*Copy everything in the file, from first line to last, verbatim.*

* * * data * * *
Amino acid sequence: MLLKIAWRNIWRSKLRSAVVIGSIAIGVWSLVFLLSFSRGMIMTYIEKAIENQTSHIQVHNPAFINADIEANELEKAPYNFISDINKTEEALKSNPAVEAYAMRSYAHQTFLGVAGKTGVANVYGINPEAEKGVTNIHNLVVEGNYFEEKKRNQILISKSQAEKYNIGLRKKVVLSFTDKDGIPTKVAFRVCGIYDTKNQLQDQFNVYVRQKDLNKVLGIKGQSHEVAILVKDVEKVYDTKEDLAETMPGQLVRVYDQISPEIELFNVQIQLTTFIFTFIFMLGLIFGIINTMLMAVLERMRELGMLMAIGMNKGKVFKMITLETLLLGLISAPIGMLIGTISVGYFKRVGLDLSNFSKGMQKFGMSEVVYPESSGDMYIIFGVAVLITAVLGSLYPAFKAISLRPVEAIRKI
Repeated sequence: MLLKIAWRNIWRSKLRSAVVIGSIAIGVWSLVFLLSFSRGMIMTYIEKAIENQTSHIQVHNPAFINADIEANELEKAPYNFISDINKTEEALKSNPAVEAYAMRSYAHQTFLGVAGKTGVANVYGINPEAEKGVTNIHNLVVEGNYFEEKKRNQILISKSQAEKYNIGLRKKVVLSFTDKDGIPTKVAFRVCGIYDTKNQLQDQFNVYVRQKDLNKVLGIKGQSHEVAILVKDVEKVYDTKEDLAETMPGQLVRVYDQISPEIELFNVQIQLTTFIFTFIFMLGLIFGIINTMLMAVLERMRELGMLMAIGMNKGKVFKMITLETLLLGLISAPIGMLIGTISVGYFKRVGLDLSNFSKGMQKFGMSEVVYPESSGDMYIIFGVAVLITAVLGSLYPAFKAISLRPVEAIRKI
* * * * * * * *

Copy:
Amino acid sequence: MLLKIAWRNIWRSKLRSAVVIGSIAIGVWSLVFLLSFSRGMIMTYIEKAIENQTSHIQVHNPAFINADIEANELEKAPYNFISDINKTEEALKSNPAVEAYAMRSYAHQTFLGVAGKTGVANVYGINPEAEKGVTNIHNLVVEGNYFEEKKRNQILISKSQAEKYNIGLRKKVVLSFTDKDGIPTKVAFRVCGIYDTKNQLQDQFNVYVRQKDLNKVLGIKGQSHEVAILVKDVEKVYDTKEDLAETMPGQLVRVYDQISPEIELFNVQIQLTTFIFTFIFMLGLIFGIINTMLMAVLERMRELGMLMAIGMNKGKVFKMITLETLLLGLISAPIGMLIGTISVGYFKRVGLDLSNFSKGMQKFGMSEVVYPESSGDMYIIFGVAVLITAVLGSLYPAFKAISLRPVEAIRKI
Repeated sequence: MLLKIAWRNIWRSKLRSAVVIGSIAIGVWSLVFLLSFSRGMIMTYIEKAIENQTSHIQVHNPAFINADIEANELEKAPYNFISDINKTEEALKSNPAVEAYAMRSYAHQTFLGVAGKTGVANVYGINPEAEKGVTNIHNLVVEGNYFEEKKRNQILISKSQAEKYNIGLRKKVVLSFTDKDGIPTKVAFRVCGIYDTKNQLQDQFNVYVRQKDLNKVLGIKGQSHEVAILVKDVEKVYDTKEDLAETMPGQLVRVYDQISPEIELFNVQIQLTTFIFTFIFMLGLIFGIINTMLMAVLERMRELGMLMAIGMNKGKVFKMITLETLLLGLISAPIGMLIGTISVGYFKRVGLDLSNFSKGMQKFGMSEVVYPESSGDMYIIFGVAVLITAVLGSLYPAFKAISLRPVEAIRKI